The Mississippi House of Representatives continued to distinguish itself last week after it killed a conference report that would reform campaign finance laws. Representatives Cory Wilson and Bill Denny led the fatally doomed Charge of the Reform Brigade as they sought passage of the report. See the videos posted below for yourself as they show bipartisanship can occur in Speaker Gunn's House when members are properly motivated.
Geoff Pender ably described the scene that took place on April 19 in the pages of the Clarion-Ledger yesterday:
Mississippi politicians, as long as they avoid the tax man, can continue spending campaign money in ways that would land them in jail in most other states after the House killed a reform measure on a voice vote.
The voice vote Tuesday ensures constituents can't tell how their representatives voted on the first serious effort at campaign-finance and politician ethics reform in decades. The vote effectively killed the measure, although it technically could be revived as the legislative session enters its final days.
House Speaker Philip Gunn, who himself spends thousands of campaign dollars a year without itemization and has loaned himself money from his campaign, had questioned the need for reform. He ruled Tuesday that the "Nos" were loudest on the voice vote and a roll call was not required. Thirteen members could have stood and demanded a roll vote. But only a couple did. Some who were standing even sat down to ensure roll wasn't taken on the bill.Watch for yourself. JJ took the liberty of providing a small roadmap of who said what and when.
The mild reforms would have restricted politicians using campaign money for some personal expenses, such as buying cars and clothes, and required more reporting to the public how they spend it. Mississippi's lack of campaign finance and ethic laws and nonexistent enforcement has been described as "legalized bribery" and "a recipe for ethical disaster" by politicians and experts.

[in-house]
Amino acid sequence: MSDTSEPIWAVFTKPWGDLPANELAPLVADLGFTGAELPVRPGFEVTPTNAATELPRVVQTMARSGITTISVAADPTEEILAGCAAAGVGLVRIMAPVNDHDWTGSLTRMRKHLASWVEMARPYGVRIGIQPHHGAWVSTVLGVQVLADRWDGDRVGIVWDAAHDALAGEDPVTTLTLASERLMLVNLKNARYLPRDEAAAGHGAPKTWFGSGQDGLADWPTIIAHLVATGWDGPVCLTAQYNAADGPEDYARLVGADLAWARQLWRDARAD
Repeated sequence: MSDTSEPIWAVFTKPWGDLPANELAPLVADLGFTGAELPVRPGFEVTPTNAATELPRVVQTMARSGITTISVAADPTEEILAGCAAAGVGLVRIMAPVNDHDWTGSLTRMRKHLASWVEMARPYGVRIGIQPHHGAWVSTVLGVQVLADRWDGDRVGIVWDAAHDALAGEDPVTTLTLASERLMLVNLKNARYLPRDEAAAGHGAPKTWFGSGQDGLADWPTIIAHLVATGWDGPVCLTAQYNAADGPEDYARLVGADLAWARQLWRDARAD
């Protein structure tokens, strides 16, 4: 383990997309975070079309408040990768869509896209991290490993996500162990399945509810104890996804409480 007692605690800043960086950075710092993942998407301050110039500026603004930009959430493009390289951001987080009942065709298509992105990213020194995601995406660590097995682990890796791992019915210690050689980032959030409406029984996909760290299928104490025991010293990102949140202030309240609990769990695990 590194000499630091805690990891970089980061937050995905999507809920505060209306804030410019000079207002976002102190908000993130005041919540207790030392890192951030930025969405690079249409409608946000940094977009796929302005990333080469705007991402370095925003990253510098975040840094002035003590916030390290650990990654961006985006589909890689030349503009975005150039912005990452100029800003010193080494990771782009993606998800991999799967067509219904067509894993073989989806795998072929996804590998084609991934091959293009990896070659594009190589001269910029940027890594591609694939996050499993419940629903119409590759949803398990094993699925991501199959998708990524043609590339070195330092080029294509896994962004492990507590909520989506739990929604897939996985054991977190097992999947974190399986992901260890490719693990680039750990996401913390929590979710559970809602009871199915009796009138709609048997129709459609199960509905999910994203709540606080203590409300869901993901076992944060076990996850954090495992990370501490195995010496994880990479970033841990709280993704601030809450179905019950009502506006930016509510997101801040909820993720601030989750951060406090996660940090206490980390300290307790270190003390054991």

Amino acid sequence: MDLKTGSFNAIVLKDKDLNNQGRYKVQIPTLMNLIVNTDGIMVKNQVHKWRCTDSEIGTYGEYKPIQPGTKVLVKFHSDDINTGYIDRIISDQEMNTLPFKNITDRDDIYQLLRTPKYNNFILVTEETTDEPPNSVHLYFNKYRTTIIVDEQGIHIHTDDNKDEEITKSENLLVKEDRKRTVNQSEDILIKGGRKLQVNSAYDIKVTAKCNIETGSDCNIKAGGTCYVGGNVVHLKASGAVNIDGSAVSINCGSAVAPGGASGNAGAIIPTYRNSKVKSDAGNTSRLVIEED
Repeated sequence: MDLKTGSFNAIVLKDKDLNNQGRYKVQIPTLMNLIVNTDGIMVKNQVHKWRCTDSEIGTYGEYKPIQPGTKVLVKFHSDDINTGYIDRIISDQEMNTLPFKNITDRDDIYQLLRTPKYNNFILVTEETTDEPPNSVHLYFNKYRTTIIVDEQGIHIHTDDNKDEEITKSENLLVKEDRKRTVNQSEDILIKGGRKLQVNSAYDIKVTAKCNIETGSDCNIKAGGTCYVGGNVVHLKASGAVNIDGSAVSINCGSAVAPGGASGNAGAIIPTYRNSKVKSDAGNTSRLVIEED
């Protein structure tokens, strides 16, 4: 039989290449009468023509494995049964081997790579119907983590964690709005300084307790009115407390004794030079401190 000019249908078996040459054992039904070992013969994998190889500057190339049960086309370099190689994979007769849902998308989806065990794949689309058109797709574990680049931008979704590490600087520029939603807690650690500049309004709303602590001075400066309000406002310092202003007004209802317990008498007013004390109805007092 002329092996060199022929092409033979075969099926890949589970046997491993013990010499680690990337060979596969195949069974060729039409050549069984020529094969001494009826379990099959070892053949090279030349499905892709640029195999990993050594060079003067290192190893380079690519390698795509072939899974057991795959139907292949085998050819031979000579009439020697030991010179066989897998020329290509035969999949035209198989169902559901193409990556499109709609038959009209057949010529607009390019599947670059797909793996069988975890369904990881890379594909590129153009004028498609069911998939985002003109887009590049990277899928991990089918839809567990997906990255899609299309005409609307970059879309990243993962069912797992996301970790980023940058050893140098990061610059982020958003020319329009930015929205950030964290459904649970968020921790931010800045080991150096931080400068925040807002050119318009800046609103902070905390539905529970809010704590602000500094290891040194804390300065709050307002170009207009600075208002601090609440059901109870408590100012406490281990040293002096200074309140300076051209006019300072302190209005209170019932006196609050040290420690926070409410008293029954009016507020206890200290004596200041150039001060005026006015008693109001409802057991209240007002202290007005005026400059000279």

8:33 Percy Watson: Wanted to know if funds could still be used to pay a "utility bill" for someone who could not pay.
18:00 Jeff Smith: Complains about Ethics Commission having too much oversight over legislators. Said the legislature continues to "surrender our sovereignty" to the Ethics Commission. Smith then complained the Secretary of State would have too much authority over the legislature as well. Watch the exchange. Smith fights any attempt at reforming campaign finance laws. He urges giving such power to the Legislature's own Ethics Committee. Fox. Henhouse. Mississippi.
25:40 Randy Rushing: Says the bill "micromanages" contributions of $200 while ignoring trips paid for by lobbyists, companies, and PAC's.
29:00 John Moore: He had "grave concerns".
32:50: Bryant Clark: Asks about using campaign donations to pay for funerals. Said he was in favor of the bill.
41:00 Mark Baker: Protests against a ban on third parties and family members paying the fines for those convicted of wilful misuse of campaign funds. Said conferees were "holier than thou". He also protested a requirement that newly-formed PACs register within 48 hours. Mr. Wilson replied it was to prevent PACs forming and spending large sums of money right before an election (a la the Hinds County District Attorney's race) and then filing a report two months later. Mr. Baker said that "sounded to me like people with thin skin getting mad because people get mad at them". Oooook. Bill said there was a $5,000 fine for the PAC. Mr. Baker argued they were trying to bankrupt the opposition for being poorly organized. He said this would keep groups out of the political process. He argued elected officials who knew the rules would be able to "beat down" challengers who didn't know the rules.
52:30: Ed Blackmon: Called the bill a hammer being used for "gnats".
5:20: Omeria Scott: Said some legislators help constituents with funerals. She said the bill outlawed the practice unless a nominal amount was given.
13:13: Andy Gipson: Had a "concern" about not repaying any "undocumented loans". Mr. Wilson said the new rule wouldn't go into effect until January 1, 2017. Mr. Gipson said he didn't have enough funds in his campaign account to repay money he and his wife loaned to his campaign right now.
20:00 Jeff Smith moves to recommit the bill due to "fatal errors" he read.
20:28 Bill Denny opposes motion to recommit. He said the entire debate was over only eight pages. He said "we've made this as liberal as we possibly can". He said the money in currently in campaign accounts are your dollars" until 2017. He said legislators could hold a fund-raiser every week until the end of the year and raise $100,000 but it would still be their money. Denny said "I don't know what else we can do to protect ourselves and protect you."
22:30 Speaker Gunn calls for a voice vote and rules the ayes have it. He said "no roll call is demanded".